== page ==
I’ve eaten a lot of tofu during my cut, but it hasn’t been my sole source of protein.  I used some TVP, beans, and of course protein powders.  And eggs.  A lot of eggs.  If you are vegan, skip this part.  For most of my RP meals, I’m assigned the equivalent of six egg whites’ worth of protein!  Egg whites are filling (so much volume!) and pretty versatile, but I got really sick of egg white omelettes and frittatas.  And I was craving food that reminded me of my beloved carbs, which were pretty well restricted on this diet.  So I decided to try making meringues, which are basically cookies made out of egg whites. What’s not to like?  I later found out that others have used a similar technique to make a product called “cloud bread,” sort of a savory meringue.  I didn’t actually try to make cloud bread, but I imagine it would work pretty well.  But anyway — meringues.  I used liquid egg whites for most of my egg white meals because I didn’t want to be super wasteful with my fancy whole eggs.  In a clean bowl, mix egg whites, splenda or stevia, lemon juice, and vanilla extract.  Mix with a hand mixer.  Keep mixing.  Mix more.  When the eggs are super frothy and form stiff peaks, use a spatula to spoon blobs onto a parchment or silpat-lined cookie tray (if you want to get fancy, use a piping bag or a baggy with a hole cut in it to make nice rounds).  I tried baking these at different temperatures and for different lengths of time.  They are more toasted-marshmallow-like if you cook them at 300 degrees or more and let them get golden brown.  The inside will still be soft, such that the meringues might collapse a bit outside of the oven.  For a crunchier, drier meringue, cook at 250 or below for a longer period.  At the lower temperature, I still like mine to get some color, but the inside will be more fully cooked than otherwise.

Veggie Soups

Weirdly, I found it tough to consistently get in the amount and type of veggies prescribed on RP, especially when I wasn’t near a salad bar.  I think all my veggie-making energy got diverted to tofu.  But I did come up with one trick: veggie soups.  Most frequently, I’ve made a fat free mushroom miso soup (based made from veggie stock and a little miso paste), thickened with pureed cauliflower.  Easy and filling!

Buffalo Cauliflower

Another favorite veggie dish also features cauliflower, and it is just as easy as the mushroom soup.  Fat free, low carb buffalo cauliflower!  I put a head’s worth of cauliflower florets in a big mixing bowl.  Then I added buffalo sauce or sriracha, garlic powder, salt, and pepper.  I tossed the cauliflower in the seasoning sauce until totally covered. I usually needed to add a little water to get the sauce to totally cover the cauliflower, but if you are brave, you can use more sauce (less water, more sauce = more spiciness).   Spread the florets evenly on a parchment-lined cookie tray and cook at 400 degrees, tossing occasionally.  (I also tried making more of a batter for the buffalo sauce by adding a little unflavored soy protein to the sauce; it made the mixture a little too gritty, so I prefer without.)  Sprinkle with blue cheese if you’d like.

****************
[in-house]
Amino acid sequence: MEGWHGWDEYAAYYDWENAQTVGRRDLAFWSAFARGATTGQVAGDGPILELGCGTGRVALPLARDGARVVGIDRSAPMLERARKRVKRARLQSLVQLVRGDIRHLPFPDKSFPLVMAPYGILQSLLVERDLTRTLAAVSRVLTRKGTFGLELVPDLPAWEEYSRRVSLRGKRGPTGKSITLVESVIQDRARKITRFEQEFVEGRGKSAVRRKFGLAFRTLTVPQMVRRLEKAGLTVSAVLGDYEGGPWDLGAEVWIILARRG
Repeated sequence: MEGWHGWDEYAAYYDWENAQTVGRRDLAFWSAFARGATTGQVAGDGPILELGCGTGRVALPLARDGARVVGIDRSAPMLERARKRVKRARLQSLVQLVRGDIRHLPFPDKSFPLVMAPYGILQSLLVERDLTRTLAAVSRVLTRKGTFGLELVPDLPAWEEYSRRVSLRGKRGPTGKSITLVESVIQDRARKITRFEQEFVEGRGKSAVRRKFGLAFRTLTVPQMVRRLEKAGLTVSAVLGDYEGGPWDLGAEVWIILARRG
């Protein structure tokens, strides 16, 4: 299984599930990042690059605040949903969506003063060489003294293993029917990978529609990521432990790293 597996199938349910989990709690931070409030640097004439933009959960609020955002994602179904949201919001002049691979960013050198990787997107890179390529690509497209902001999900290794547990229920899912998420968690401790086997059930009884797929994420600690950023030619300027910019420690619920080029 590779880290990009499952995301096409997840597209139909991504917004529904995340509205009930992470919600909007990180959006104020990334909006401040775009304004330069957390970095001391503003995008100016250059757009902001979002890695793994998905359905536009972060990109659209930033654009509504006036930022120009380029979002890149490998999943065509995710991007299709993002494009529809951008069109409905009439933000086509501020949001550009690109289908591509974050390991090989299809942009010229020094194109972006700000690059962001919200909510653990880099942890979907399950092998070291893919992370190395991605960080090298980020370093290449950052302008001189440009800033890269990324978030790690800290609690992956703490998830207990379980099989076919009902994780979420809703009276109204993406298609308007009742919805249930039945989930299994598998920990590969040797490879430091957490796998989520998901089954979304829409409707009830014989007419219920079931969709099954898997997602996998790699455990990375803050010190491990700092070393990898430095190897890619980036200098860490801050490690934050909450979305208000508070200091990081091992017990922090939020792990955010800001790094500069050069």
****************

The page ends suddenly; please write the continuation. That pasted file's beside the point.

Other Veggie Tricks

A few florets of cauliflower go undetected in a protein smoothie.  Homemade tomato sauce goes great on pretty much anything.  Zucchini and asparagus are easy additions to eggs.  Celery sticks are crunchy and refreshing with …

Portioned Nuts

During my first few weeks, I wasn’t measuring out my nut portions, and I think that really slowed my weight loss.  Then I started weighing out my peanuts and putting them into little plastic baggies.  Huge difference.  These are easy to grab on the go.  I used these for the vast majority of my fats on the plan.

Casein Cookies (Pictured Above)

Casein seems to be a staple across RP plans.  The thought is that you eat casein just before bed, and that helps your muscles build and recover while you sleep.  Easy enough, and who doesn’t love a bedtime treat?  I will confess that my first several weeks of RP, I was not using casein protein powder before bed.  I was traveling, and I didn’t want to invest in casein (it sounded pretty gross, and I already had so many protein shakes in my diet in those early days!).  So instead I was using low fat cottage cheese (I was allowed fats before bed).   Then I saw a bunch of recipes for casein treats on the RP Facebook group and re-evaluated my decisions (i.e., I immediately ordered the largest tub of casein known to man).

One easy way to make great casein treats, especially for on the go, are casein cookies.  (I even took a portion to parties if I knew others were going to be eating desserts and I would want to join in on the fun!)   The “recipe” can easily be adjusted to meet your protein needs, but basically I would do 3-4 servings protein powder, 2 egg whites, a few tablespoons of cocoa powder, 2 servings of PB2, a dash of salt and baking powder.  Mix up, and add water until it is the texture of drop cookie dough.  Drop spoonfuls out onto a cookie tray and cook at 350 degrees until cookies are fairly firm and starting to smell like toasty brownies.  Let them cool before packaging them up to avoid rubberiness and moisture, and then divide into the proper portions.  If they puffed up during cooking, they should flatten out as they cool — that’s ok!